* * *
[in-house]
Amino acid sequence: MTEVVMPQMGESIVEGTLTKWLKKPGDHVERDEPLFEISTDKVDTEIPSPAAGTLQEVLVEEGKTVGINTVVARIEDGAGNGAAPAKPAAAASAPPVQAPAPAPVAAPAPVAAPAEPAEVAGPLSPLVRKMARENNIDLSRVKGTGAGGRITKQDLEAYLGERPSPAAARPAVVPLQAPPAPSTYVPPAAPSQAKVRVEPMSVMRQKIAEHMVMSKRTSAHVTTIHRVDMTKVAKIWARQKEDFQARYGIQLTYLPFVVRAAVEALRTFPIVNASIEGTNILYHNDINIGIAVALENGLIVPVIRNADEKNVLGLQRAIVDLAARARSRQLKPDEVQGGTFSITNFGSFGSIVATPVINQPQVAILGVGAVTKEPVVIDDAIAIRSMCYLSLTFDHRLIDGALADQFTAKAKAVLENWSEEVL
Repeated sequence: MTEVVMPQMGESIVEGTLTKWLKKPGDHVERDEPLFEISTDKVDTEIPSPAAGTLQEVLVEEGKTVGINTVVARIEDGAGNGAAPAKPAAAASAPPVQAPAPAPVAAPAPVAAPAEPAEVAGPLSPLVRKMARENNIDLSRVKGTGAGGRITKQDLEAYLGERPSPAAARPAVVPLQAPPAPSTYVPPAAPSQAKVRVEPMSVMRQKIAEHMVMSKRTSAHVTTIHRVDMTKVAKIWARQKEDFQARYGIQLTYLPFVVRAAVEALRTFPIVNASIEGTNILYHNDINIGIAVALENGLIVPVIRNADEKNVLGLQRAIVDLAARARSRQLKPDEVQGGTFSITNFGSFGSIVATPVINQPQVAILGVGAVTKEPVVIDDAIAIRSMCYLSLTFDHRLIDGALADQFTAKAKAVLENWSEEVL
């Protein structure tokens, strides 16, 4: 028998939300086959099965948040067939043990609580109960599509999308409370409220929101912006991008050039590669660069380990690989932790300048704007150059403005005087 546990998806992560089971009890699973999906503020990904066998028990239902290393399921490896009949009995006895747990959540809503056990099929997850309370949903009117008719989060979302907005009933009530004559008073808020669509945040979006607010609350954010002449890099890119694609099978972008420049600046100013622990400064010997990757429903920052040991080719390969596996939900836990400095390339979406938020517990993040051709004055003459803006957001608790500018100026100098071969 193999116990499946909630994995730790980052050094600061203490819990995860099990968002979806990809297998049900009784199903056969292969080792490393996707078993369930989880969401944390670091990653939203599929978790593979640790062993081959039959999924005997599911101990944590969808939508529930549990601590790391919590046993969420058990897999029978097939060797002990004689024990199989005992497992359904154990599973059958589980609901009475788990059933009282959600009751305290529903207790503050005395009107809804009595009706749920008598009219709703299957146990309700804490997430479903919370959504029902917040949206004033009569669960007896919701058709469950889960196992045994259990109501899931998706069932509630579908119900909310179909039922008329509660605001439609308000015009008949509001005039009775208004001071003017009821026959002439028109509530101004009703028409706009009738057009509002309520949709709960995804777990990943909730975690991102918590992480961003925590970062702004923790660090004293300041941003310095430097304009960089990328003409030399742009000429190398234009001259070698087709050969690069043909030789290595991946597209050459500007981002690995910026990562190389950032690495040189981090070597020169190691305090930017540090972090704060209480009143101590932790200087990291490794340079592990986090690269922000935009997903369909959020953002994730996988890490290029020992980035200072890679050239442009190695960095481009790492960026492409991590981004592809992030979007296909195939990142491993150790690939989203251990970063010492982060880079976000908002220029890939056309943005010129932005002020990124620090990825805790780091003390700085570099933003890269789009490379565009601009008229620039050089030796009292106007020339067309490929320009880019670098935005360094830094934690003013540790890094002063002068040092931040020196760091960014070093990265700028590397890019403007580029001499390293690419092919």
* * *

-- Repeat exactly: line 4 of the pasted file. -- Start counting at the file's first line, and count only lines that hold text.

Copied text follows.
């Protein structure tokens, strides 16, 4: 028998939300086959099965948040067939043990609580109960599509999308409370409220929101912006991008050039590669660069380990690989932790300048704007150059403005005087 546990998806992560089971009890699973999906503020990904066998028990239902290393399921490896009949009995006895747990959540809503056990099929997850309370949903009117008719989060979302907005009933009530004559008073808020669509945040979006607010609350954010002449890099890119694609099978972008420049600046100013622990400064010997990757429903920052040991080719390969596996939900836990400095390339979406938020517990993040051709004055003459803006957001608790500018100026100098071969 193999116990499946909630994995730790980052050094600061203490819990995860099990968002979806990809297998049900009784199903056969292969080792490393996707078993369930989880969401944390670091990653939203599929978790593979640790062993081959039959999924005997599911101990944590969808939508529930549990601590790391919590046993969420058990897999029978097939060797002990004689024990199989005992497992359904154990599973059958589980609901009475788990059933009282959600009751305290529903207790503050005395009107809804009595009706749920008598009219709703299957146990309700804490997430479903919370959504029902917040949206004033009569669960007896919701058709469950889960196992045994259990109501899931998706069932509630579908119900909310179909039922008329509660605001439609308000015009008949509001005039009775208004001071003017009821026959002439028109509530101004009703028409706009009738057009509002309520949709709960995804777990990943909730975690991102918590992480961003925590970062702004923790660090004293300041941003310095430097304009960089990328003409030399742009000429190398234009001259070698087709050969690069043909030789290595991946597209050459500007981002690995910026990562190389950032690495040189981090070597020169190691305090930017540090972090704060209480009143101590932790200087990291490794340079592990986090690269922000935009997903369909959020953002994730996988890490290029020992980035200072890679050239442009190695960095481009790492960026492409991590981004592809992030979007296909195939990142491993150790690939989203251990970063010492982060880079976000908002220029890939056309943005010129932005002020990124620090990825805790780091003390700085570099933003890269789009490379565009601009008229620039050089030796009292106007020339067309490929320009880019670098935005360094830094934690003013540790890094002063002068040092931040020196760091960014070093990265700028590397890019403007580029001499390293690419092919």